Assessing Pandemic Preparedness and Response

How prepared are federal, state, and local government to respond to pandemics?

The LMI Research Institute analyzed federal and state plans and recommended 18 actions to improve pandemic preparedness and response.

 

Pandemics, as seen during the spread of the H1N1 virus in 2009–2010, begin suddenly and spread quickly. They have significant impacts on our health, economy, supply chain, and social fabric. Following the H1N1 pandemic, the LMI Research Institute analyzed the federal response plan and those of 10 states. Its independent report, Pandemic Consequence Planning: Assessment of Preparedness and Response, identifies weaknesses and strengths, and recommends improvements to federal, state, and local pandemic preparedness and response.

Understanding Pandemics: Pervasive and Persistent

“A pandemic event is pervasive. It’s not just people getting sick, but is a severe disruption to the way we do business and the way we interact as a community,” explained Matt Daigle, Senior Public Affairs Specialist for LMI, and one of the study’s authors. “During such an event, people are looking to the government—whether it’s local, state, or federal—to guide them.”

The LMI Research Institute found that many pandemic plans relied on generic emergency response plans with a medical annex. They largely failed to address a pandemic’s pervasiveness and persistence, or the fact that the response must occur during the event, rather than after, as with disasters like hurricanes.

“Most of the plans also omitted the local perspective,” Daigle said. The plans included little information about local resources and capacity, and lacked local guidance on how to prioritize actions. Such input is essential to planning, as “it’s the people in the community who best understand local assets that state officials might be otherwise blind to,” Daigle noted.

Bi-Directional Communication Critical

The institute noted a significant communication weakness in the plans. Most communication was top-down—federal agencies providing guidance and recommendations to states—but with little bottom-up feedback regarding capacity shortfalls, resource availability, or private-sector assets that could be tapped in an emergency. LMI recommended bi-directional communication with guidance still coming from the top, but incorporating bottom-up input from local communities regarding capacity gaps such as a shortage of hospital beds, local and state readiness assessments, private sector resources, and financial constraints.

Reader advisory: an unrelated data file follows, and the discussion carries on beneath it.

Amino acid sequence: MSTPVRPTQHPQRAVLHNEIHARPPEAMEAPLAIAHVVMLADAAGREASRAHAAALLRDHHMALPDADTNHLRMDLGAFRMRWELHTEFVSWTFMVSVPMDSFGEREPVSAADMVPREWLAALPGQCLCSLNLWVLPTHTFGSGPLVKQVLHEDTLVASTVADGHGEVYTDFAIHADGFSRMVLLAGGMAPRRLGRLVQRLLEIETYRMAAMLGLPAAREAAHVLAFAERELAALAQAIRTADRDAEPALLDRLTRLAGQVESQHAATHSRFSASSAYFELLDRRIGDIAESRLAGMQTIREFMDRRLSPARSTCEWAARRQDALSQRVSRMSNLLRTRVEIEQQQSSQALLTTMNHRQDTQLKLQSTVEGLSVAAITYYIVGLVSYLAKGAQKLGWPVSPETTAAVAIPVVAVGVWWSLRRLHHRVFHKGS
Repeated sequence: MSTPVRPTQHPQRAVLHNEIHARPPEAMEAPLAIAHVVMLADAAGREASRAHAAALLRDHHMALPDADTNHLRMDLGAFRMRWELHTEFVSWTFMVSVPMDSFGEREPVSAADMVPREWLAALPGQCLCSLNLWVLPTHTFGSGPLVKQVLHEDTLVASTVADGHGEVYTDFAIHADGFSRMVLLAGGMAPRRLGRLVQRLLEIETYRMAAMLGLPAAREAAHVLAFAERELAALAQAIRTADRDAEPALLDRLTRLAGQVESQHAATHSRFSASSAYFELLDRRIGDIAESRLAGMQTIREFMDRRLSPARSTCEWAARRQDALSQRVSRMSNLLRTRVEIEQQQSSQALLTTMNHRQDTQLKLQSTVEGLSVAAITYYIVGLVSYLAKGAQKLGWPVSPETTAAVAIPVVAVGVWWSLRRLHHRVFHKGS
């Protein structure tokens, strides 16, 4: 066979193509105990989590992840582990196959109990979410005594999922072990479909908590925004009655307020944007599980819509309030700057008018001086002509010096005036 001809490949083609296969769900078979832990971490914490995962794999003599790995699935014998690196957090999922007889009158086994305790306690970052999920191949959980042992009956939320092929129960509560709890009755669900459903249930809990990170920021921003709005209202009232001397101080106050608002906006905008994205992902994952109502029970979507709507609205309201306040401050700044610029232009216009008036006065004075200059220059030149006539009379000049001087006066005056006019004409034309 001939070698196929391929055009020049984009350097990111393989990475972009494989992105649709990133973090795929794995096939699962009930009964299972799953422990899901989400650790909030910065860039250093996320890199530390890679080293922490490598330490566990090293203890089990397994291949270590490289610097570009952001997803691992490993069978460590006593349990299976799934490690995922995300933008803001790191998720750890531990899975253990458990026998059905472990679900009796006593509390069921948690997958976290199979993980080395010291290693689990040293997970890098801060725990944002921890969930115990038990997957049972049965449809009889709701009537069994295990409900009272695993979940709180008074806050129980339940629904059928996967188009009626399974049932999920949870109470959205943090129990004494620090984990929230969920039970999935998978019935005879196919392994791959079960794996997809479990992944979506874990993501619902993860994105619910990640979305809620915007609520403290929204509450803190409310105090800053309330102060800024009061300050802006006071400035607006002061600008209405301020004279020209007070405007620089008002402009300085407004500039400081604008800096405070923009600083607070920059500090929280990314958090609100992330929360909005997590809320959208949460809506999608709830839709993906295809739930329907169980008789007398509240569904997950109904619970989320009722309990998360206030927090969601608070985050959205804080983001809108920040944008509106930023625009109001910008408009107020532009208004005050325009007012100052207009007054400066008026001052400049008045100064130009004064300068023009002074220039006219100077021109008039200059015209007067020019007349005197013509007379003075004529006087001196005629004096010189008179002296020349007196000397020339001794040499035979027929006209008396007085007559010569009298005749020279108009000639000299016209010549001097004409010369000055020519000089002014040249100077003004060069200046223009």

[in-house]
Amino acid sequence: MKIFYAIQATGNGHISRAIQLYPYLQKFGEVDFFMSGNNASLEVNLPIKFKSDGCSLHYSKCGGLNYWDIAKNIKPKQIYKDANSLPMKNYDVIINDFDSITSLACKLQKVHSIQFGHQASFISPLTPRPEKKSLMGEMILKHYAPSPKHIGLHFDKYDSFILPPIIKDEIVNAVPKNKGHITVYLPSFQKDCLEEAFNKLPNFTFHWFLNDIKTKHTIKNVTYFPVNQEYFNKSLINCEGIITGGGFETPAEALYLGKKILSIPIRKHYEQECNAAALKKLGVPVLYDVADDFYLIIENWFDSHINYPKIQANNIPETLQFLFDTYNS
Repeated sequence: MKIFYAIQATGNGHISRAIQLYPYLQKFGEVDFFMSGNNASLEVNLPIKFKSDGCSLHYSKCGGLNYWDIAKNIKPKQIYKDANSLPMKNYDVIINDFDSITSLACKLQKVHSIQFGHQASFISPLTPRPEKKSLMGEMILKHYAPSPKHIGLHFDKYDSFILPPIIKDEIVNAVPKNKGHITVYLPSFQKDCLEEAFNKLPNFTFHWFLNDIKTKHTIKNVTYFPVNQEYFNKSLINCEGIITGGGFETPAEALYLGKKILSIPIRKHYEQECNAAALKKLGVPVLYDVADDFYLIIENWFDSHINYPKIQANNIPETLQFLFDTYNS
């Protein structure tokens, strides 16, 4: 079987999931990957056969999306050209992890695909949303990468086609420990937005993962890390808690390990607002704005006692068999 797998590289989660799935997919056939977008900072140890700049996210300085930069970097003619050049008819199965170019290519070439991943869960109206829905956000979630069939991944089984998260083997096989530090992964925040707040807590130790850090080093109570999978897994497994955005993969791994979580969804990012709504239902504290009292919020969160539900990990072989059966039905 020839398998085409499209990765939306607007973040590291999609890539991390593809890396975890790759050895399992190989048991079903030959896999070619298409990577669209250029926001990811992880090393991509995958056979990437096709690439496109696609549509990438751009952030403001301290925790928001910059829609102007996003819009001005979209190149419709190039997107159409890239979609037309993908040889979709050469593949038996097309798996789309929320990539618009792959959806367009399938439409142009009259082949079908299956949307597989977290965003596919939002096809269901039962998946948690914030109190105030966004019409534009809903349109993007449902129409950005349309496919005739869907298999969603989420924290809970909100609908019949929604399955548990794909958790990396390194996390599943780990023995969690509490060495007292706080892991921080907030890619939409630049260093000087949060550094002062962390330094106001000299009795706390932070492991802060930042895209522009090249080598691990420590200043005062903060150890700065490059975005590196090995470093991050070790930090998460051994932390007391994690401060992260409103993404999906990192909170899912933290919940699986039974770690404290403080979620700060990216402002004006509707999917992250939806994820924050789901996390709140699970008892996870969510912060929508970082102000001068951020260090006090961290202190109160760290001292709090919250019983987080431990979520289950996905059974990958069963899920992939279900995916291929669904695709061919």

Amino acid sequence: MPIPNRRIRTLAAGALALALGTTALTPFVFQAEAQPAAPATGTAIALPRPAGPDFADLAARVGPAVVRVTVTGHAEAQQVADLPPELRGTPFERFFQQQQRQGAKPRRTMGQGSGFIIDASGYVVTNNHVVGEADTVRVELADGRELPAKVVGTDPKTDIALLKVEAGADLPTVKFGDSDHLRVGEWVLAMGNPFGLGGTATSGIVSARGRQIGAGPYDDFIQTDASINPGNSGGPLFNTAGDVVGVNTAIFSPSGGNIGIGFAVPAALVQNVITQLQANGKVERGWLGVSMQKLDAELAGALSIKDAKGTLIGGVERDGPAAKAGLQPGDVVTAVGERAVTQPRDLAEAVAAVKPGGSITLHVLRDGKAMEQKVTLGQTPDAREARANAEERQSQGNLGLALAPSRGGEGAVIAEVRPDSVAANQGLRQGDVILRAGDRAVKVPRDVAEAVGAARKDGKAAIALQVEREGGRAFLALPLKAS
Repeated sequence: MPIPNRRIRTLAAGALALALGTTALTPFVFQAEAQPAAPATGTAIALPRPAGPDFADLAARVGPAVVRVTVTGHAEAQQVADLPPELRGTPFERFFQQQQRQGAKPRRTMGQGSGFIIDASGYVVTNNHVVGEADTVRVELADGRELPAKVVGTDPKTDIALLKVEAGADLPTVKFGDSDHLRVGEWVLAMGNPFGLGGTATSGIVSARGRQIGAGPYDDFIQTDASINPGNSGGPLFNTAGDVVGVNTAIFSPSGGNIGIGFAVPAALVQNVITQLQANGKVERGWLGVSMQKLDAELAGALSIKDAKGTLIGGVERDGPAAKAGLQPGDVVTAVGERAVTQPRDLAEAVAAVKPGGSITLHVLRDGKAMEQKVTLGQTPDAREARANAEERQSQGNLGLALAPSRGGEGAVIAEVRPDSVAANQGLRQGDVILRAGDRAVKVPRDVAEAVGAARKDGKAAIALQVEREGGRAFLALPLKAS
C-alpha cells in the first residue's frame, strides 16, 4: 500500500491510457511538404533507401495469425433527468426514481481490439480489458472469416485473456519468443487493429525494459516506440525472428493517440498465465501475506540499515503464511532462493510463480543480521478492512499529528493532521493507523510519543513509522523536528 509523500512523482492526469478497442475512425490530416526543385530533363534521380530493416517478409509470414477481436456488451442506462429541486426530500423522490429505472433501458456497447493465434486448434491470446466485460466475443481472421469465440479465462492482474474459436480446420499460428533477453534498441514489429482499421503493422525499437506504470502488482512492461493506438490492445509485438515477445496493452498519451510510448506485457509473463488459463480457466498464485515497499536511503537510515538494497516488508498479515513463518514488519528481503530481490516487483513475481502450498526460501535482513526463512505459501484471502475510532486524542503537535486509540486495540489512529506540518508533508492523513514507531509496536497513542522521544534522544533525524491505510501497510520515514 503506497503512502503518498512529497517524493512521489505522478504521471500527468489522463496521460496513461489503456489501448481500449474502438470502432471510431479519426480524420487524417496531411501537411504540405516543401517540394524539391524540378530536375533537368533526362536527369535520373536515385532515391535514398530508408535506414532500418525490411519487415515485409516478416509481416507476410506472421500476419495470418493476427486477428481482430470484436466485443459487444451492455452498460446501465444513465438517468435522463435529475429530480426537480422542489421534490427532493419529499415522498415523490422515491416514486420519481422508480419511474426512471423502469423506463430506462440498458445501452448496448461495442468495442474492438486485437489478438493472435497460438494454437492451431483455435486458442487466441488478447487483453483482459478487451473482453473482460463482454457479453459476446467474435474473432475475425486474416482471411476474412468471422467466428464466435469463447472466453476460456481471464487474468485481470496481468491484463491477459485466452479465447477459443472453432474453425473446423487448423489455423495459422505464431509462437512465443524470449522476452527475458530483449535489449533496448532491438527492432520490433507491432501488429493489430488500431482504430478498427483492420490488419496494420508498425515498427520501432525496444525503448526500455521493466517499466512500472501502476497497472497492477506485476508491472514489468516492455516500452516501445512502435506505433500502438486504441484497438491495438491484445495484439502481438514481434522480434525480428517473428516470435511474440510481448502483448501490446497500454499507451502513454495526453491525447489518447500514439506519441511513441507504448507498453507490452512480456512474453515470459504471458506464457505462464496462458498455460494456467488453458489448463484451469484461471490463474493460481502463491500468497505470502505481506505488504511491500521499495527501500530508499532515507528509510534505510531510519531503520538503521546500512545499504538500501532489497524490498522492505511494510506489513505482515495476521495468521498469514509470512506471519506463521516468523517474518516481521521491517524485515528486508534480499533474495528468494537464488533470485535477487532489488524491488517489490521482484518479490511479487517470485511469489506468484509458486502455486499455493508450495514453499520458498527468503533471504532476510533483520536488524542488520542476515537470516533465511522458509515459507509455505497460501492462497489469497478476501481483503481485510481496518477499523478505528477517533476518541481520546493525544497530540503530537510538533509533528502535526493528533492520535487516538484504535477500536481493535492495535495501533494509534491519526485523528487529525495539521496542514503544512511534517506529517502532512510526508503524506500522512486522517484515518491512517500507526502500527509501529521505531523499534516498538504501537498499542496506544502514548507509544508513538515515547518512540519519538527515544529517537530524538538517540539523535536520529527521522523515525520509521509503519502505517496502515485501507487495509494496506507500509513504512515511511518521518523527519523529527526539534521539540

Communication to the public during a pandemic is also crucial. Social media can play a significant role. “It’s critical that government organizations and stakeholders stay current with how people are communicating and where they get their information. If there is a vacuum in the communications sphere, someone will fill it, and not necessarily with the messages you need to have out there,” Daigle said.

Social media, Internet, and email can be useful communication tools in rural communities, as their limited local media outlets may be more vulnerable to personnel shortages resulting from a pandemic. Communications outreach to businesses is also important because of that community’s influence over the working population.

Preparedness Plan Weaknesses

The LMI Research Institute found that plans consistently lacked details on three important categories: the economy and supply chain, mass fatalities, and medical surge management. The H1N1 pandemic had an estimated U.S. economic impact of $30-$40 billion. A pandemic can affect millions of people, and states are generally unprepared to deal with the economic loss from the missing productivity of millions of ill citizens during a prolonged period.

Plans also lacked details related to mass fatality management, such as providing guidance on where to find personnel and volunteers, how to recruit them, or how to credential them quickly. The institute identified weaknesses in planning for the surge in medical personnel and facilities anticipated. Most state plans failed to indicate how alternate care sites can be identified, how the scope of care can be expanded, and how legal requirements, such as patient documentation, can be modified or waived.

The research team included 15 members from LMI with experience in health and emergency response, logistics and supply chain management, vaccine stockpiles, economics, communications, and government services. Three independent subject matter experts also contributed: Ellen Embrey, former assistant secretary of defense for health affairs and director, TRICARE Management Activity; Judith Kauffmann, a visiting scholar with the Global Health and Foreign Policy Initiative; and Ambassador Robert Loftis, former special representative for avian and pandemic influenza at the State Department. Together, they spent three months analyzing plans, assessing economic impacts of the H1NI pandemic, and developing recommendations to improve pandemic consequence planning.

Recommendations

The LMI Research Institute made 18 recommendations related to pandemic preparedness and response. A sampling includes:

  • Improve command and control capabilities through robust exercise planning,
  • Invest in technology to support remote work and nontraditional, emerging communication initiatives,
  • Establish a common communications framework for sharing information with the public,
  • Address capacity issues,
  • Develop national and international stockpiles of antivirals, personal protective equipment, antimicrobial gels, and other prophylaxes
  • Develop pandemic surge capacity for personnel
  • Leverage home schooling and distance learning concepts to support prolonged absences or school closures.

To learn more about LMI Research Institute’s report, Pandemic Consequence Planning: Assessment of Preparedness and Response view the report here.